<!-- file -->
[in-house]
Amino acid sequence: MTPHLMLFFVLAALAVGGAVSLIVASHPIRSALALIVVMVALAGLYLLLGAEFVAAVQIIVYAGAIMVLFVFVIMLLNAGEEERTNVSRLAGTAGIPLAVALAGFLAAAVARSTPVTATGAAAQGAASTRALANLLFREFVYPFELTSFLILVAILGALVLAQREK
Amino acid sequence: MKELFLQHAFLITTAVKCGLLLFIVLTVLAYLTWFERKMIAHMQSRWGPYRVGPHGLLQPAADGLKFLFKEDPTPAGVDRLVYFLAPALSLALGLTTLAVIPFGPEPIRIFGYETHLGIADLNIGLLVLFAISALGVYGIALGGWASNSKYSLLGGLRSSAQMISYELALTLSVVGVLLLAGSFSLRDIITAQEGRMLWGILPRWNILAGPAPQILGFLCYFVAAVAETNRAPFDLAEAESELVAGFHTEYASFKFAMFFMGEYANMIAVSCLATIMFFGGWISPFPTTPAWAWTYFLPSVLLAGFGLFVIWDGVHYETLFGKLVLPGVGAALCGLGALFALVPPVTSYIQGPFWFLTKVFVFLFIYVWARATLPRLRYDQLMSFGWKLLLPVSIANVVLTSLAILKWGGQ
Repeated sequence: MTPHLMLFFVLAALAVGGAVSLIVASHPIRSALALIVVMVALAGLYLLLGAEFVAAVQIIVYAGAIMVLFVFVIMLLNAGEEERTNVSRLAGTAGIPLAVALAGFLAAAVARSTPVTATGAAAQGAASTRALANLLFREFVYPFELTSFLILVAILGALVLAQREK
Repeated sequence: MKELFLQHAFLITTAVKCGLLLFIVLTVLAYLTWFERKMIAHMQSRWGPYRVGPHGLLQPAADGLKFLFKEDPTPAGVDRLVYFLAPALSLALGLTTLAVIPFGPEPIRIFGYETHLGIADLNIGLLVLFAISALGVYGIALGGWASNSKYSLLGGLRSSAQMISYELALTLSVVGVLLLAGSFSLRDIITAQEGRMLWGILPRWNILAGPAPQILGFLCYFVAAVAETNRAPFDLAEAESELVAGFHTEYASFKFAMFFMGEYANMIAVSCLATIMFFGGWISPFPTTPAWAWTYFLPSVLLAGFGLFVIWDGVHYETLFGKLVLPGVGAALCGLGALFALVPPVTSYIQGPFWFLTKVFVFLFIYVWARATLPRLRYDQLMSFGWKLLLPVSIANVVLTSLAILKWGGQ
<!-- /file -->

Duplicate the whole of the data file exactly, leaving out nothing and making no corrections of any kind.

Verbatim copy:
[in-house]
Amino acid sequence: MTPHLMLFFVLAALAVGGAVSLIVASHPIRSALALIVVMVALAGLYLLLGAEFVAAVQIIVYAGAIMVLFVFVIMLLNAGEEERTNVSRLAGTAGIPLAVALAGFLAAAVARSTPVTATGAAAQGAASTRALANLLFREFVYPFELTSFLILVAILGALVLAQREK
Amino acid sequence: MKELFLQHAFLITTAVKCGLLLFIVLTVLAYLTWFERKMIAHMQSRWGPYRVGPHGLLQPAADGLKFLFKEDPTPAGVDRLVYFLAPALSLALGLTTLAVIPFGPEPIRIFGYETHLGIADLNIGLLVLFAISALGVYGIALGGWASNSKYSLLGGLRSSAQMISYELALTLSVVGVLLLAGSFSLRDIITAQEGRMLWGILPRWNILAGPAPQILGFLCYFVAAVAETNRAPFDLAEAESELVAGFHTEYASFKFAMFFMGEYANMIAVSCLATIMFFGGWISPFPTTPAWAWTYFLPSVLLAGFGLFVIWDGVHYETLFGKLVLPGVGAALCGLGALFALVPPVTSYIQGPFWFLTKVFVFLFIYVWARATLPRLRYDQLMSFGWKLLLPVSIANVVLTSLAILKWGGQ
Repeated sequence: MTPHLMLFFVLAALAVGGAVSLIVASHPIRSALALIVVMVALAGLYLLLGAEFVAAVQIIVYAGAIMVLFVFVIMLLNAGEEERTNVSRLAGTAGIPLAVALAGFLAAAVARSTPVTATGAAAQGAASTRALANLLFREFVYPFELTSFLILVAILGALVLAQREK
Repeated sequence: MKELFLQHAFLITTAVKCGLLLFIVLTVLAYLTWFERKMIAHMQSRWGPYRVGPHGLLQPAADGLKFLFKEDPTPAGVDRLVYFLAPALSLALGLTTLAVIPFGPEPIRIFGYETHLGIADLNIGLLVLFAISALGVYGIALGGWASNSKYSLLGGLRSSAQMISYELALTLSVVGVLLLAGSFSLRDIITAQEGRMLWGILPRWNILAGPAPQILGFLCYFVAAVAETNRAPFDLAEAESELVAGFHTEYASFKFAMFFMGEYANMIAVSCLATIMFFGGWISPFPTTPAWAWTYFLPSVLLAGFGLFVIWDGVHYETLFGKLVLPGVGAALCGLGALFALVPPVTSYIQGPFWFLTKVFVFLFIYVWARATLPRLRYDQLMSFGWKLLLPVSIANVVLTSLAILKWGGQ